Moreover, children’s opinions are excluded in important life decisions at home and school about their life worlds in Pakistani society. They are considered irrational, vulnerable and developing beings who cannot opine logically on their matters. Notwithstanding, children are active members of the society who negotiate in social relationships, participate in everyday life activities at home, school and neighbourhood. Some of them act as breadwinner of their families. They are aware about their present and future roles and understand what is appropriate and not for them. They consider it their moral responsibility to undertake domestic responsibilities, express solidarity in their relations and take care about their elders. They also have their own life world in their peer culture where they learn, internalize and disseminate cultural values, but also take collective actions and participate in group activities. Ignoring children’s voices retards their cognitive and emotional development as well as reduces their trust in relationships. Listening to them by parents and teachers can protect them from abuses. However, there is a culture of silencing children at home and school which is most common among the middle class families and public schools. Children are also excluded from child-related policies nor are they participated in administrative and judicial matters. Whatever policies exist, they are all adult-centric. Albeit, these policies are significant in furtherance of children’s development and well-being, children’s own involvement in public policy can provide a better insight about their lives.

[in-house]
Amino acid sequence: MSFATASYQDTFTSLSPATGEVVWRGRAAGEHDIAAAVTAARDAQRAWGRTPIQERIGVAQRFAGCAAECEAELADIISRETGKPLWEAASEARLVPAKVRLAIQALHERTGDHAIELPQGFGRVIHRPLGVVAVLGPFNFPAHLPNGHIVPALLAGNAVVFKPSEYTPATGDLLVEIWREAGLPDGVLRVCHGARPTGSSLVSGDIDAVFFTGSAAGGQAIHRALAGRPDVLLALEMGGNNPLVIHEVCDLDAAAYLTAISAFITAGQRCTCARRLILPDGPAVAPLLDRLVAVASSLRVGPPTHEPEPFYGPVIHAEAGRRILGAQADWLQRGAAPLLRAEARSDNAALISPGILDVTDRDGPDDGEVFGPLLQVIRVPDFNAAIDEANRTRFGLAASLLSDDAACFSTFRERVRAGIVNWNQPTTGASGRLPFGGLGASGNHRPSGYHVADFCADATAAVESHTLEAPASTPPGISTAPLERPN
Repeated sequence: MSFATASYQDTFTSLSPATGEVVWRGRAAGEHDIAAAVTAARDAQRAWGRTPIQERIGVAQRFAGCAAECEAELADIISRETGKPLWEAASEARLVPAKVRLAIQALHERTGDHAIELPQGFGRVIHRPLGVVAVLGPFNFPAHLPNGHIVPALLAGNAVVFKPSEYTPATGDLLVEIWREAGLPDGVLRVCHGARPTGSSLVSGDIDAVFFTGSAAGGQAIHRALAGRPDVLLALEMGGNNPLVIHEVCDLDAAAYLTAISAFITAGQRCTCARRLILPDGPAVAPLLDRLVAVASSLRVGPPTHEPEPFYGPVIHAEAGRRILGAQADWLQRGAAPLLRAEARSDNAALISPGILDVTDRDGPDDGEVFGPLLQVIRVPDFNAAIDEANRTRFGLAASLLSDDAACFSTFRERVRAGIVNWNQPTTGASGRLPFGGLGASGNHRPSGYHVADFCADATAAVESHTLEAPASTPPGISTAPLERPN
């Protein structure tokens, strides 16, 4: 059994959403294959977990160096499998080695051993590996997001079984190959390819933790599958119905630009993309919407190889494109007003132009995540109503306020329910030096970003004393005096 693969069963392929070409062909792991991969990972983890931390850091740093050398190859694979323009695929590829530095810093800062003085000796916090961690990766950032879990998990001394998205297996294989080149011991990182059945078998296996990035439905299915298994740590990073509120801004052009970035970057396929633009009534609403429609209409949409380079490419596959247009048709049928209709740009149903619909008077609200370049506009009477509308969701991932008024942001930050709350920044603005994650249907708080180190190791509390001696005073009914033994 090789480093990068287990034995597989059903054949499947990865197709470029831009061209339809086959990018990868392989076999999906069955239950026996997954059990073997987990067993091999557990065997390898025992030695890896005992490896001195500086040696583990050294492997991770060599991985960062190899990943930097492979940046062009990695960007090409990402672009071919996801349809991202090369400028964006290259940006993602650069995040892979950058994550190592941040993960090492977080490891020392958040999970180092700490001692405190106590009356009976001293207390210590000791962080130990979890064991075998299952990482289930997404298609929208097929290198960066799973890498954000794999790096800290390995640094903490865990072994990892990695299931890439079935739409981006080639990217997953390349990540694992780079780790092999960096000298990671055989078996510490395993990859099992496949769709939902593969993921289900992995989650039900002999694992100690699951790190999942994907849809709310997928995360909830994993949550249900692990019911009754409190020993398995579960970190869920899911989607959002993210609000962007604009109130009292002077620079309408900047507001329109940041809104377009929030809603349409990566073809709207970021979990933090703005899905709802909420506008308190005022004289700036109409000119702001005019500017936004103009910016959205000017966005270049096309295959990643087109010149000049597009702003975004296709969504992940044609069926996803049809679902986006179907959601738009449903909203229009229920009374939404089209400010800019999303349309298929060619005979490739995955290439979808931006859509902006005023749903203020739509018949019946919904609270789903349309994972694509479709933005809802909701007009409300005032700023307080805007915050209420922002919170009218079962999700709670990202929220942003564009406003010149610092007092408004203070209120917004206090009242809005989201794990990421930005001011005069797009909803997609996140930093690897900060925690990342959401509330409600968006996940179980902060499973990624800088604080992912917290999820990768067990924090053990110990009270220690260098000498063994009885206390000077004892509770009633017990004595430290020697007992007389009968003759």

Numerous laws exist in the country both at federal and provincial levels for improvement of children’s lives and well-being. For example, article 25A of the constitution is about state provision of free and compulsory education to children, article 25 rests on protection of women and children, breast feeding and child nutrition ordinance 2002 in Punjab province and Khyber Pakhtunkhwa province, child marriage restraints act 1929, and article 11 of the constitution is based on prohibition of slavery and forced labour of children. However, the problem lies in the ineffective police and judicial inequity. Improving well-being of families and children is a target for Pakistan to be achieved in the Sustainable Development Goals by 2030.

The state of children’s well-being is a serious exigency requiring stringent state protection services including effective legal mechanisms, administering awareness campaigns, and instigating civil society and media. More importantly, developing child centred policies to protect and guarantee children’s rights and improve their well-being. Children are future adults, they become what we invest on them today.

The writer is a lecturer of Sociology at BUITEMS Quetta